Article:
I've been doing some traveling lately, which affected how many posts I can put up so far, hope you guys would understand. JQ has been busily painting his figs, and I also have some figs in store to shoot with...so expect a much larger variety of units/minis in the near future...
In particular, this post will feature the last shot from our batch of warhammer photos and hang on tight to see new ones flood this blog soon! This time, we have another shot by WT of a Chaos and Bret/Empire faceoff that signals impending doom and a glimpse at glory for members of either side...which is more or less determined by their survivability (which Chaos has more than an average human).
I'm probably stating the obvious that wars are a gamble. With so much death going on in wars, isn't it unsettling that campaigns can turn out to be frankly useless? In any armed conflict, from medieval times to modern warfare, we are witness to seeing soldiers dying in vast multitudes by following orders from above, even as the commanders themselves cannot be fully sure of the necessity of the benefit of victory in their campaigns. Thankfully in WFB we're only rolling dice and dealing with the fictional...imagining campaigns or even participating in GW campaigns (eg. Storm of Chaos), and only losing miniatures vs. being responsible for human lives.
I've been reading a magazine called WWII Quarterly, which (of course) featured articles on various conflicts during the war...and one of them was Peleliu Island (which was featured in CoD:WAW). During this campaign, the US forces (Marine and Army) met the fury of a dogged Japanese defense that ate through the Americans as they formed a beachhead and advanced into the Island. The fighting was so fierce that the battle had the highest rate of US casualties of the Pacific theatre.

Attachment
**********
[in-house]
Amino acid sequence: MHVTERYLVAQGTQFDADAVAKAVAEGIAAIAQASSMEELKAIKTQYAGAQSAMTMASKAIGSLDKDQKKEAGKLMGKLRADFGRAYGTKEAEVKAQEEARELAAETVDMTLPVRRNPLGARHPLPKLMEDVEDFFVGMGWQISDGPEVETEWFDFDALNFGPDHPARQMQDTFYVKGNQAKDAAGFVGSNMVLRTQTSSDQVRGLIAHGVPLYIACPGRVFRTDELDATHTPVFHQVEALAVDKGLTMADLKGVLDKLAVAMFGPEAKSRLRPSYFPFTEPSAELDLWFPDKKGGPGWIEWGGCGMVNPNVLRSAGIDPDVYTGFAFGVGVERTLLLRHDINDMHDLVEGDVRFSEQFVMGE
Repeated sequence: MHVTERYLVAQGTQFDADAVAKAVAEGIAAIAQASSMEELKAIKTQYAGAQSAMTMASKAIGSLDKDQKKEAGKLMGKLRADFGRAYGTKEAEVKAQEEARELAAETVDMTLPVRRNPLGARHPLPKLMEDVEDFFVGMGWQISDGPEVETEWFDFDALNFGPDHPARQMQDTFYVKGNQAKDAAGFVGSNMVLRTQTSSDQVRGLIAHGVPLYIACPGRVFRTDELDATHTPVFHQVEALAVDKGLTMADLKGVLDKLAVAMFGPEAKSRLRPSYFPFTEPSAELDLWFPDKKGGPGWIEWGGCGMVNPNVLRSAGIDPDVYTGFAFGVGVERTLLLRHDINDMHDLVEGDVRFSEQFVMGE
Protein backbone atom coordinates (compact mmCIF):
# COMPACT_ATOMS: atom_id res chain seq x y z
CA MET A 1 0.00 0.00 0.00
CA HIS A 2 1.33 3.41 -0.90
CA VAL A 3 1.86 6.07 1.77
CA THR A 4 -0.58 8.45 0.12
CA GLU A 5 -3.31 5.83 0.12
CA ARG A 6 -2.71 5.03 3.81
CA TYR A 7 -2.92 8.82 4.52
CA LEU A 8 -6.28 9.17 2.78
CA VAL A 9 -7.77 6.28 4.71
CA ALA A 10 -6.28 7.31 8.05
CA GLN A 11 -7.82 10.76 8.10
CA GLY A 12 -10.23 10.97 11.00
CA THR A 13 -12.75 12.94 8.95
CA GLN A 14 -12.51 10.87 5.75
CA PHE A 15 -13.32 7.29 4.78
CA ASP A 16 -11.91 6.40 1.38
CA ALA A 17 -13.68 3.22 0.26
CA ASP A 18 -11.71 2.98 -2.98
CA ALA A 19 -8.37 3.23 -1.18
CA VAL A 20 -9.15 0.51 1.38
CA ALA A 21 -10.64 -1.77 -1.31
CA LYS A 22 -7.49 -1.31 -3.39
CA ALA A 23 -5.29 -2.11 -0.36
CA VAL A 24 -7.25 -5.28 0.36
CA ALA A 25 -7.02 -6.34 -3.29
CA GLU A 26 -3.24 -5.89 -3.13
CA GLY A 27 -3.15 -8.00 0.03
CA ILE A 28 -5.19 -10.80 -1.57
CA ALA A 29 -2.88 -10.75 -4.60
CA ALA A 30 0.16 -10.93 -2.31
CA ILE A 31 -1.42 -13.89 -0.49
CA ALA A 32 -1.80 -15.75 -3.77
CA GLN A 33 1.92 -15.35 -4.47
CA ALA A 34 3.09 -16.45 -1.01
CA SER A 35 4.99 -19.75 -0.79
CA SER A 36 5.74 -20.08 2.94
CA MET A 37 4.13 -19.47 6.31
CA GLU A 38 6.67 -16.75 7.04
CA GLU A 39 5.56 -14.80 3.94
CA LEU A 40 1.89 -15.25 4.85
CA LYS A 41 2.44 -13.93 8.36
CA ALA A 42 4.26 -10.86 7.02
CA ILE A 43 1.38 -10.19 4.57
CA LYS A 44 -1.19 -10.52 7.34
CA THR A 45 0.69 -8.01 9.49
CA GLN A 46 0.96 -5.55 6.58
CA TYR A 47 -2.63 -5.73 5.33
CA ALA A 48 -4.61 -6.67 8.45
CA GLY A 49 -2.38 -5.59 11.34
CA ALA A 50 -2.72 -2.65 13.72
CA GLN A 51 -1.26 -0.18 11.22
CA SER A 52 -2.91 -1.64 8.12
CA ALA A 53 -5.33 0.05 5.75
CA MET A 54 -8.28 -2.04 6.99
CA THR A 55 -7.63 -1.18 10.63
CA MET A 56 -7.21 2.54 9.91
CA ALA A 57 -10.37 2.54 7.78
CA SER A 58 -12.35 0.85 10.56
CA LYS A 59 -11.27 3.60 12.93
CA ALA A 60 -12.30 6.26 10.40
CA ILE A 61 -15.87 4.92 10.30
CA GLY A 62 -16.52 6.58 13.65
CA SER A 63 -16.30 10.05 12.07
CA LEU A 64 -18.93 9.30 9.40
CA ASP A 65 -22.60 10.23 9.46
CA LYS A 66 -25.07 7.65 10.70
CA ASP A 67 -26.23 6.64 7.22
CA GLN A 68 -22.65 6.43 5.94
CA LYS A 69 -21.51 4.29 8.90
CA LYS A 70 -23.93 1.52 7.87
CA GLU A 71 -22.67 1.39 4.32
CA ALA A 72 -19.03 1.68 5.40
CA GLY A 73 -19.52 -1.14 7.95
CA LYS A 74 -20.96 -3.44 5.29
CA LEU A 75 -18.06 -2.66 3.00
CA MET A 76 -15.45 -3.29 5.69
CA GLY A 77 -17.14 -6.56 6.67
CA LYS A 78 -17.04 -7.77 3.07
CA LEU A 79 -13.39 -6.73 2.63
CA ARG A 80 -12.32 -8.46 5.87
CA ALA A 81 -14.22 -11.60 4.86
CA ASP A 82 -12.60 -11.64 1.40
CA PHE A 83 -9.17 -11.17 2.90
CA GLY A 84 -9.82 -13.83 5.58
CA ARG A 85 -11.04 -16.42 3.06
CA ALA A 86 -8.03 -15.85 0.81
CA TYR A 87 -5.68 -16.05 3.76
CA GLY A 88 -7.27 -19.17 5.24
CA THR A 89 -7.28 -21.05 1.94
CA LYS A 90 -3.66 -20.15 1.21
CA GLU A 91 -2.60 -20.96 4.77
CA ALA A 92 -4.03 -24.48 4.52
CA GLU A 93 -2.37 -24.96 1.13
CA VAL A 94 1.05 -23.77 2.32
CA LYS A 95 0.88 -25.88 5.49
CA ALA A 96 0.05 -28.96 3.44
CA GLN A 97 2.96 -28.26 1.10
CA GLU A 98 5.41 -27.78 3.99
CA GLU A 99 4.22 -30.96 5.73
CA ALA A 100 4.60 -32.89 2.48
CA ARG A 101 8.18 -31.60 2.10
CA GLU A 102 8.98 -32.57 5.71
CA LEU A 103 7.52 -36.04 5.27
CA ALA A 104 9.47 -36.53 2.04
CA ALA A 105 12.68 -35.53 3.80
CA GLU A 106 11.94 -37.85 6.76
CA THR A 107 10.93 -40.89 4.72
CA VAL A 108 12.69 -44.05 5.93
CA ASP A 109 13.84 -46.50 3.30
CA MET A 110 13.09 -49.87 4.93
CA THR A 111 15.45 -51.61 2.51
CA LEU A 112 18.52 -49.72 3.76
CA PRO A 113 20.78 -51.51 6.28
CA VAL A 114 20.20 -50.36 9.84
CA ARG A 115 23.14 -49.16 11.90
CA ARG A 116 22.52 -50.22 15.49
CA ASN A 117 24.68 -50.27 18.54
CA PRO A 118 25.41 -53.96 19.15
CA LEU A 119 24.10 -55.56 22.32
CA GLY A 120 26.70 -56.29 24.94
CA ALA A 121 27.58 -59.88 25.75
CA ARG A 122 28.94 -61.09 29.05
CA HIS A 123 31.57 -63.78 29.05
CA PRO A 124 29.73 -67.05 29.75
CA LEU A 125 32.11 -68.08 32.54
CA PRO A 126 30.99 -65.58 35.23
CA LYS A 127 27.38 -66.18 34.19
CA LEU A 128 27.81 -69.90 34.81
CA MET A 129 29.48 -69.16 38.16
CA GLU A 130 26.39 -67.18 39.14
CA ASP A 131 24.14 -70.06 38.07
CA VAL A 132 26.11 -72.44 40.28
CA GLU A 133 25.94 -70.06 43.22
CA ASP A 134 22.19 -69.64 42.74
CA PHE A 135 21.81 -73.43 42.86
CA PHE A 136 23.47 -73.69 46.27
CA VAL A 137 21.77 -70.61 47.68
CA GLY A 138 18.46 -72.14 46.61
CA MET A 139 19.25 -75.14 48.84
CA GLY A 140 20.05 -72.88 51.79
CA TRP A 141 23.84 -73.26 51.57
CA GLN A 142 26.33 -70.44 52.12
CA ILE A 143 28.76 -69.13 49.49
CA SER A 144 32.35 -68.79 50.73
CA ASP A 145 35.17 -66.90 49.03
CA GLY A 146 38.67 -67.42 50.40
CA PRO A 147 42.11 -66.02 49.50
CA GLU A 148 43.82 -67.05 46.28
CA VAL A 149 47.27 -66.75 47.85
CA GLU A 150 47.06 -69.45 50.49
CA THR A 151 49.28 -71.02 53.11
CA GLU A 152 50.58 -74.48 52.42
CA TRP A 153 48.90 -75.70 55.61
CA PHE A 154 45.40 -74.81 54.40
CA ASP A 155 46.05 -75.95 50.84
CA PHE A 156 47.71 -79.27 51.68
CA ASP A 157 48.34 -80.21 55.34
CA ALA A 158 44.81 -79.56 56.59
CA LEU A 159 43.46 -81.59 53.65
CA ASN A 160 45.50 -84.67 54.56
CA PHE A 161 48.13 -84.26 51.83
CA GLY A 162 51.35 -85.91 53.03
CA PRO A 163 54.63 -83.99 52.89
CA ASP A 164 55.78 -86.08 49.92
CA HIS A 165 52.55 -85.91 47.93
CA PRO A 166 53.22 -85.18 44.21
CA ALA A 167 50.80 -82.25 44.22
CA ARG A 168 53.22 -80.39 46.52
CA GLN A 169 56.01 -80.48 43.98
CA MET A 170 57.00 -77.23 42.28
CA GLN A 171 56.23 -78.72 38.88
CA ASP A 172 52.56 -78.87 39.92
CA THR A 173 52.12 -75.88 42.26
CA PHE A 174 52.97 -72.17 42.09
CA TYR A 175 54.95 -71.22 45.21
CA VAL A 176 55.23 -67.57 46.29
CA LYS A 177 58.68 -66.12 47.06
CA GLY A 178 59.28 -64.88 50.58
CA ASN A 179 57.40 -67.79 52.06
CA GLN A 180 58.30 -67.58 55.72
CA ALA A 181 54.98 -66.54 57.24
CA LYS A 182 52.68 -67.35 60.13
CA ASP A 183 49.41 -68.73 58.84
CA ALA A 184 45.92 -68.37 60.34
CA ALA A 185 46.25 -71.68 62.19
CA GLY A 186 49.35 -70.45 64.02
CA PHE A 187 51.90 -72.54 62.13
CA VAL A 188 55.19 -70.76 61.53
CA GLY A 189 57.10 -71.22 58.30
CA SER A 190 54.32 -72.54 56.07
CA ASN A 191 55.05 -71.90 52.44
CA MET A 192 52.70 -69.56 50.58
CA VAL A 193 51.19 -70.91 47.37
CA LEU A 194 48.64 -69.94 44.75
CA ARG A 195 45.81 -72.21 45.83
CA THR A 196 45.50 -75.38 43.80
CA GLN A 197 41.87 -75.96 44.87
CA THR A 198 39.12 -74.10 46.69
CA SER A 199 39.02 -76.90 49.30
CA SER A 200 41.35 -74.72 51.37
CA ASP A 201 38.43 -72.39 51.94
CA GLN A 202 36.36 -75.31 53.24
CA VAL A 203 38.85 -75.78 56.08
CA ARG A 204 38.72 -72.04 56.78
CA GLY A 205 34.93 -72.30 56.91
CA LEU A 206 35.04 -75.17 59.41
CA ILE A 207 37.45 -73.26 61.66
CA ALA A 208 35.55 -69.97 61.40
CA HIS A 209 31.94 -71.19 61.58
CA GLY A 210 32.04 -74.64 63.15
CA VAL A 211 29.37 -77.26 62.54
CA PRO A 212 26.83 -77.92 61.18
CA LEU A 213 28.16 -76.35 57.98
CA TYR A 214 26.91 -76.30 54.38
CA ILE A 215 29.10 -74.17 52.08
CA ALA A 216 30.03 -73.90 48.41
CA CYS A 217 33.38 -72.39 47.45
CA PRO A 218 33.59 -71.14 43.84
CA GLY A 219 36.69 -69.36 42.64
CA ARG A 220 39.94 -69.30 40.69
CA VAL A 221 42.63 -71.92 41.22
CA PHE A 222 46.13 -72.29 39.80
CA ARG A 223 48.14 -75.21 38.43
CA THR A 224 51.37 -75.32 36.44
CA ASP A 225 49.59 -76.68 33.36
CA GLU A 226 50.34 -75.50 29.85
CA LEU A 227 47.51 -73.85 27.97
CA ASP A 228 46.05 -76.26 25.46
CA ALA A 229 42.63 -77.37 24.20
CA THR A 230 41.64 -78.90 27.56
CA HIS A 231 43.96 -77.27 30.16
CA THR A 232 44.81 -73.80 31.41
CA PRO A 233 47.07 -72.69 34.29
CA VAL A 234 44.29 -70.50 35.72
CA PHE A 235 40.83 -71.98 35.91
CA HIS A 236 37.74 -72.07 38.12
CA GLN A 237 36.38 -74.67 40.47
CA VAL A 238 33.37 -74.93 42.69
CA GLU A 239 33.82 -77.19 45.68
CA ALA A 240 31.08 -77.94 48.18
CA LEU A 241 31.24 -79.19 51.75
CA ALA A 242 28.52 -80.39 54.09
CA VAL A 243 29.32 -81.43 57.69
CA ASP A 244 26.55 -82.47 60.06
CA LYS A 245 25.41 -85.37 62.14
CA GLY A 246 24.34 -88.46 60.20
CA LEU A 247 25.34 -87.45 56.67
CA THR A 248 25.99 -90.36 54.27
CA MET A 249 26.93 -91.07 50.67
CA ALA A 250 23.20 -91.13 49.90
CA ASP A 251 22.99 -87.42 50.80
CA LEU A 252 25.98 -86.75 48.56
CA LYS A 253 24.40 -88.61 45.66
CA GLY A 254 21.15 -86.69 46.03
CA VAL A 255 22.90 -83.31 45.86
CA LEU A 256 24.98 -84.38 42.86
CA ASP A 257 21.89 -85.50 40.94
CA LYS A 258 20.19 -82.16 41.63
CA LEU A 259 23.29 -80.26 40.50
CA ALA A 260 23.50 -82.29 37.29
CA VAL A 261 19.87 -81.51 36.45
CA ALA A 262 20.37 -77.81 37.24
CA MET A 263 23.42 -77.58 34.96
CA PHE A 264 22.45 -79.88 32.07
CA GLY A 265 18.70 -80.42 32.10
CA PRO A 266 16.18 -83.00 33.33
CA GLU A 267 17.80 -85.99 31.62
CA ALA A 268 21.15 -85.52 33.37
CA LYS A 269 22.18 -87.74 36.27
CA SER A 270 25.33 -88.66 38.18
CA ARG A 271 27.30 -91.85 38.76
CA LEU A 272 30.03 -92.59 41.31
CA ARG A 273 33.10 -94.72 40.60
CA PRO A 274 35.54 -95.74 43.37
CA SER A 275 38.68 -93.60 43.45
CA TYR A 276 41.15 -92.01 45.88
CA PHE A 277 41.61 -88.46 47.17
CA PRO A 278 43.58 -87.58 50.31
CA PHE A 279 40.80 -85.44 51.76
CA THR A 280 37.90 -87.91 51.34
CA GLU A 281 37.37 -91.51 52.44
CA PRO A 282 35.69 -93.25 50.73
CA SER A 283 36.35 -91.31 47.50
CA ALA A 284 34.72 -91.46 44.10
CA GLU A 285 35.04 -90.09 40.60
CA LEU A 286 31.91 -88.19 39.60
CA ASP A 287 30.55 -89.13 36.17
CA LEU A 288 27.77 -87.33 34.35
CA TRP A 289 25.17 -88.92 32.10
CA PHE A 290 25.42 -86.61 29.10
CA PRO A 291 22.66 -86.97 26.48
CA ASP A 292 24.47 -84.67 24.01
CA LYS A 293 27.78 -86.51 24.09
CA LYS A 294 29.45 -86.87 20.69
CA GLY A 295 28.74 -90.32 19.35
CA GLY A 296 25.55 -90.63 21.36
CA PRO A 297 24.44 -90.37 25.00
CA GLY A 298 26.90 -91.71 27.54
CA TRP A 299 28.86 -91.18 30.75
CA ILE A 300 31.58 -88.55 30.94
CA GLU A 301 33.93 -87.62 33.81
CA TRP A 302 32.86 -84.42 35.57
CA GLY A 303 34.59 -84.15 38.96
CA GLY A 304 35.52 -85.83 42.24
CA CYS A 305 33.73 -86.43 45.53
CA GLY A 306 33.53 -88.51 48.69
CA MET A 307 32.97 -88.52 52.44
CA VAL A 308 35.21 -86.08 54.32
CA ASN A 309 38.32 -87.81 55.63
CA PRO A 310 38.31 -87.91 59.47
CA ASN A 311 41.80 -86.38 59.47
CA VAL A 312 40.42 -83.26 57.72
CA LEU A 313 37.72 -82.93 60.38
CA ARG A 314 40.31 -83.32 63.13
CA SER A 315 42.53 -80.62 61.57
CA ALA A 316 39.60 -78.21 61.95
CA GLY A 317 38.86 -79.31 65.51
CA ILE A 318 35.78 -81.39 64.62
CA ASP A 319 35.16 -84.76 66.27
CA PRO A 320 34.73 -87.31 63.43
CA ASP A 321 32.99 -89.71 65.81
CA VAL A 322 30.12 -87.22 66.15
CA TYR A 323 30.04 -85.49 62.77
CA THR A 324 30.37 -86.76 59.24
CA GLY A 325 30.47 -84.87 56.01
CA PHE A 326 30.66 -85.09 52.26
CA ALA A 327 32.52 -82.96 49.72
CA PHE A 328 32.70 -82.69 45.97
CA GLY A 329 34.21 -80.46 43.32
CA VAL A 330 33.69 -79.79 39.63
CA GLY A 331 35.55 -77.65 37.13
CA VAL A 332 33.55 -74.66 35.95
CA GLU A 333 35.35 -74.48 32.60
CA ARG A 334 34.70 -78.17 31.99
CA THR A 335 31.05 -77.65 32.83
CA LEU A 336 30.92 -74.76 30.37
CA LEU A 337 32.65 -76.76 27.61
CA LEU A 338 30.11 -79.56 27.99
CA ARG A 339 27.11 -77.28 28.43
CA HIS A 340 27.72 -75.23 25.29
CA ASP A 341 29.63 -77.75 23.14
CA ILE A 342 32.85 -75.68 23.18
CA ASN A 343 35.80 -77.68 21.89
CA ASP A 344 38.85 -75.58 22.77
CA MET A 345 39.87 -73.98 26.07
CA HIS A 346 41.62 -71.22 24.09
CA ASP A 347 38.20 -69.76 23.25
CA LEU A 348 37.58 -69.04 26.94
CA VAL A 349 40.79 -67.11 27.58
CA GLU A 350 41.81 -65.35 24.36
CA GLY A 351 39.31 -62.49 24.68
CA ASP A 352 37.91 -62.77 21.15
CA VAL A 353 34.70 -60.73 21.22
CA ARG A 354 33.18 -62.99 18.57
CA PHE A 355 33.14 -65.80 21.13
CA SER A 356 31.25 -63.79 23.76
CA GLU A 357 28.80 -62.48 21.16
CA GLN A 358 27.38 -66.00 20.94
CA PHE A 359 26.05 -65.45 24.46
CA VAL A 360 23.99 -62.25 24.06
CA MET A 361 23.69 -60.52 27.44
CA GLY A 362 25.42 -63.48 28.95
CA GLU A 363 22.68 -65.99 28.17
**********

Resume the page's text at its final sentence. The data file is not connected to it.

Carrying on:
1st wave of LVTs arriving at Peleliu.
The US commanders intended to neutralize Japanese presence on Pereliu to prevent interference with MacArthur's planned invasion of the Philippines, as Pereliu geographically flanked the Philippines...but it turned out that previous intelligence assessments were right: the Japanese on Peleliu lacked amphibious/aerial ability to effectively land soldiers on the Philippines to be of any threat to MacArthur. In consequence, the Americans did not achieve significant strategic importance from a campaign with such high costs of lives and equipment. It's pretty evident that commanders have a whole load of responsibilities especially with the lives of the soldiers they command, whose death cannot be reversed. Personally, a true realization of this responsibility can only come from war, and not in peacetime armies (such the Singapore Armed Forces I was in).
Although it maybe unsettling that we all are also liable to invest so much in something that turns out to be useless, we hopefully become wiser and always know that in life (or at least in wargaming), there will be always another day to keep rolling the dice...